Wizards of the Coast has been attempting to virtualize its long-running card game Magic for years, so it's no surprise that this latest edition improves and iterates on the versions that came before it. What is surprising, however, is how friendly it is to newcomers. While previous games felt aimed squarely at the not-insubstantial crowd of existing Magic enthusiasts, Magic 2015 can make a planeswalker out of just about anyone.
Capturing the Magic
Much of this is due to the progressive ramp and smart tools of the story campaign. A tutorial eased me into the basics, and you can read more on that process here. For the uninitiated, Magic is all about playing Mana cards to support casting spells and summoning creatures, and then using them to attack, block, or strike your opponent. The first player to reach zero health loses.
Once that was finished, I faced 20 or so campaign stages, as each opponent introduced a new twist or strategy. The ramp is almost perfect, offering a steady stream of challenges that constantly made me think differently about how to handle opponents. It was so natural that I barely noticed I was learning important staples like different card effects and the strengths and weaknesses of mana color combinations. I only had severe struggles once or twice--the Sliver battle is quite the pain--and for the most part I finished the experience feeling like I had a good grasp of Magic's complex mechanics.
Previous iterations of Magic had been more limited, likely to keep the process simple for newcomers. The result was unsuccessful, though, as it annoyed hardcore fans who wanted to build their own decks and the presets seemed arbitrary to newcomers like myself. Magic 2015 has found a solution that should please both groups. The deck-building is flexible enough to let you build from scratch, with a host of filters to find just the right card to fit your curve.
Computer, Build My Deck
If you're not as comfortable building from scratch, the deck builder has an "Auto-Complete" function that is shockingly smart. Even after using it several times, I've always been surprised and delighted by the results. Trying out a new color combination is as simple as putting in a representative of each and letting it finish the rest. It pulls the best cards and figures out which should be combined with others for the best synergy, even across colors. Whenever I struggled with a tricky boss, a trip to the deck builder with auto-complete would make a new deck that helped me overcome it. As in the campaign, I was able to learn by doing.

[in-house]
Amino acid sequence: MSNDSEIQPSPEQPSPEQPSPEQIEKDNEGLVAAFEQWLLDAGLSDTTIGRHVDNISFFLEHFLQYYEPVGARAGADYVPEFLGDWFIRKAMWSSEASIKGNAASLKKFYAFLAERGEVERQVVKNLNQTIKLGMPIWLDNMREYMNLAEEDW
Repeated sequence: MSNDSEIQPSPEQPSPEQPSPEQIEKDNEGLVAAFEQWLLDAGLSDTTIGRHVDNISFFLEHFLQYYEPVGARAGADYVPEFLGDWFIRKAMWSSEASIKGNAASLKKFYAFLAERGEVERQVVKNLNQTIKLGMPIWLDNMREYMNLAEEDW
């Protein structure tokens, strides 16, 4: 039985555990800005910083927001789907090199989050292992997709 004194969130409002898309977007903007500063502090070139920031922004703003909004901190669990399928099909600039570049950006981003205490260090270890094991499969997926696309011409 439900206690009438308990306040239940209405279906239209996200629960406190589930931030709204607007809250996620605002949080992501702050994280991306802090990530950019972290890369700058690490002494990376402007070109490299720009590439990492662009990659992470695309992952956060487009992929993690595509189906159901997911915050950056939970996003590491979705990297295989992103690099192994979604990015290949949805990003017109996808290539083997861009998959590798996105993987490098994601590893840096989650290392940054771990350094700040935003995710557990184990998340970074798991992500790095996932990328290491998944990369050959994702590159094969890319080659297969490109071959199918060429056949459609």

All of that helped prepare me for multiplayer, which is bare-bones but passable. It only has one kind of competition, head-to-head against a friend or through matchmaking, and once a match is finished it frustratingly boots you back to the main menu. The countdown timers feel long in multiplayer, but that may simply be because we can see it crawling by so slowly. For some simple one-on-one, it works well enough.
These tools come together to build a smart framework, but some pieces of the presentation leave something to be desired. On the iPad version, at least, the cards were extremely small, making the text on them even smaller. I constantly had to zoom in on cards to read their effects, and sometimes even check the "More Info" tabs despite all the hours I had put in. I understand that Magic is a complex game, but the visual cues could have been made clearer.
This is especially galling since so much of the play area is plain, unoccupied white space. It's meant to make room for the late-game, during which a board can be absolutely flooded with cards. Still, having a closer view that zooms out progressively as necessary would have made it more user-friendly as well as reduced the wasted space.
The pricing model on iOS is also somewhat confusing. The shop offers all chapter unlocks for $10, all cards for $20, and everything for $35, as well as individual chapters and Premium Booster packs for sale. It's listed as free, but that's really more of a demo since most of the chapters can't be unlocked without payment. Any CCG is bound to nickel-and-dime, as that's the nature of the business, but I'm sure some players are bound to misunderstand what they're getting or fail to see that a better option exists in another menu.
That would be a shame, because the people most likely to be confused are the newbies that Magic 2015 is so perfect for. It's a friendly introduction for people like me, a flexible platform for hardcore players, and all-around the best version of Planeswalkers yet. Wizards of the Coast and developer Stainless Games have made an great showpiece for an enduring classic of a card game.
Final Score: 8 out of 10
This review is based on a iTunes code provided by the publisher. Magic: Duel of the Planeswalkers 2015 is now available for PC, Xbox 360, iPad, Android, and Kindle. The game is rated T.